Idiopathic retroperitoneal fibrosis: a role for mycophenolate mofetil.

Journal Article (Journal Article)

PURPOSE: Idiopathic retroperitoneal fibrosis (IRPF) is an unusual progressive illness for which consistent therapeutic recommendations have not been devised. The present report describes a collaborative nephrology and urology approach to distinguish IRPF from secondary disease and then combine necessary acute surgical or radiological intervention with short-term corticosteroid and with mycophenolate mofetil (MM) to facilitate steroid tapering and long-term management. MATERIALS AND METHODS: 21 patients have been evaluated and followed over a 7-year period, 16 with characteristic IRPF and 5 with secondary retroperitoneal disease. IRPF patients initially received high-dose corticosteroid and MM. We report clinical follow-up along with imaging studies of the retroperitoneum and related organs, serologic markers for systemic disease, and nonspecific acute-phase reactants as indicators of ongoing disease activity. RESULTS: Among IRPF patients, uniform success in stabilizing clinical signs and symptoms, radiological disease in the retroperitoneum and associated organs, and inflammatory indicators have been observed. Corticosteroid therapy can be limited to 6 months or less and MM to approximately 2 years, all with substantial impact on the natural history of IRPF. CONCLUSIONS: This is not a randomized, controlled trial, and patients were often referred with prior complications and/or treatments, however, the systematic approach and consistent results support the utility of MM as a safe and effective choice for long-term stabilization in IRPF.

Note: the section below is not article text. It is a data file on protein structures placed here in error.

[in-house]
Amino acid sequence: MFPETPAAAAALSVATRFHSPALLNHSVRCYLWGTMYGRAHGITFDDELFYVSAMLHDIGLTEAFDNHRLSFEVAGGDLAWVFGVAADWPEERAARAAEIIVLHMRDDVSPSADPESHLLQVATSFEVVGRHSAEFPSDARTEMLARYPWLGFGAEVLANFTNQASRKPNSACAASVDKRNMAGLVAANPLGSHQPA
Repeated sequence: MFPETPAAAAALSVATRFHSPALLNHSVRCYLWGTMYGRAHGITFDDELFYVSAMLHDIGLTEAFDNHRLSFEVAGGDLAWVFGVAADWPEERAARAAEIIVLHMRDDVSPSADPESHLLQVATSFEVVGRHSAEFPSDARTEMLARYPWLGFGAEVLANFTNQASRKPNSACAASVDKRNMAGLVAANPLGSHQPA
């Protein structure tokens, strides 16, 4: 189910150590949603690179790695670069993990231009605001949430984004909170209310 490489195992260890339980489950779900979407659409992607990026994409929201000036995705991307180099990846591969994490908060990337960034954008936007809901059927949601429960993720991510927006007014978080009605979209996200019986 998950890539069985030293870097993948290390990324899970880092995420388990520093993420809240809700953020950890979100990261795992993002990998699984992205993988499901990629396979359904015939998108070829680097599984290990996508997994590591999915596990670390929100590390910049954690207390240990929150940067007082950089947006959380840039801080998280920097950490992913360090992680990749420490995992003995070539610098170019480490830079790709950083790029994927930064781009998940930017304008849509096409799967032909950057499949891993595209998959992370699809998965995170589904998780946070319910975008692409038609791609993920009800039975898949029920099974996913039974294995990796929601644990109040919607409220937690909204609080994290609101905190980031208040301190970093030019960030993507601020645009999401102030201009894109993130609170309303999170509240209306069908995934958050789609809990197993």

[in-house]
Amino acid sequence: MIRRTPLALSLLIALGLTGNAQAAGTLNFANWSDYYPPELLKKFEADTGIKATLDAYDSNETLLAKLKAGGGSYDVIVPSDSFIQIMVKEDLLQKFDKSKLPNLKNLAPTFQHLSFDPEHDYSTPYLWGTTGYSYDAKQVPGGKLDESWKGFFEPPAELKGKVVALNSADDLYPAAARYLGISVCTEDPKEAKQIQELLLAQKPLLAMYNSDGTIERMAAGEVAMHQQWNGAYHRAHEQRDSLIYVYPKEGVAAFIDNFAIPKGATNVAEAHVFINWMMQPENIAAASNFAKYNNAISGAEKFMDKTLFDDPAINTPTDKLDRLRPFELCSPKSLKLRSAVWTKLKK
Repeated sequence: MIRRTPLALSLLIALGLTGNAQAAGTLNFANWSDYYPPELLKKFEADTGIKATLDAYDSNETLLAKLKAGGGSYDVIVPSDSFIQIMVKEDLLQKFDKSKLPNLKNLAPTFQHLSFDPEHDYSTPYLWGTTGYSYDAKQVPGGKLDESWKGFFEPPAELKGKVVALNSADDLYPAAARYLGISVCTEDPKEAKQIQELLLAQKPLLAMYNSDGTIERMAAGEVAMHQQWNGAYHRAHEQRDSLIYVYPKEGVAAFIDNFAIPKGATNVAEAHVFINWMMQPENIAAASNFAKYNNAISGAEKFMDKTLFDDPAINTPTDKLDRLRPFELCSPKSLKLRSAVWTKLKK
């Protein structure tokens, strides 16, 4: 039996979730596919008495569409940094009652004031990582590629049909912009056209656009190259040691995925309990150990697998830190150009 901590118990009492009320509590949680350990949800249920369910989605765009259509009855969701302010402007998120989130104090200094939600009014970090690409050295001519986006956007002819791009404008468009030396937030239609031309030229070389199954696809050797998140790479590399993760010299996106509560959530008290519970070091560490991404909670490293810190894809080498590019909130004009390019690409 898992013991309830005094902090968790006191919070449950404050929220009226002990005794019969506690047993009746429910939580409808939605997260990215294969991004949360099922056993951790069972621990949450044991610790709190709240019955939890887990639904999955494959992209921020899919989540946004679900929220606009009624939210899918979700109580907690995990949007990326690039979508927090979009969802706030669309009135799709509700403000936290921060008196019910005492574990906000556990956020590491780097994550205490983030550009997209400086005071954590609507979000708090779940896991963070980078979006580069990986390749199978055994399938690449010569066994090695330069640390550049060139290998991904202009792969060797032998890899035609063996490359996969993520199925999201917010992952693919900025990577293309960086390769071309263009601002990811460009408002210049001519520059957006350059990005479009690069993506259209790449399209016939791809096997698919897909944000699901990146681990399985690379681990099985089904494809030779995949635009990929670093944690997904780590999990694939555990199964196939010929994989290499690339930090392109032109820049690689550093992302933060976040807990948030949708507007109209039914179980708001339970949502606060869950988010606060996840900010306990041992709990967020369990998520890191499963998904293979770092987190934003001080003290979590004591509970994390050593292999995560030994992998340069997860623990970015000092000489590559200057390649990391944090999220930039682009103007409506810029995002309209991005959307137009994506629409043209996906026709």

Full Text

Duke Authors

Cited Authors

  • Swartz, RD; Lake, AM; Roberts, WW; Faerber, GJ; Wolf, JS

Published Date

  • April 2008

Published In

Volume / Issue

  • 69 / 4

Start / End Page

  • 260 - 268

PubMed ID

  • 18397700

International Standard Serial Number (ISSN)

  • 0301-0430

Digital Object Identifier (DOI)

  • 10.5414/cnp69260


  • eng

Conference Location

  • Germany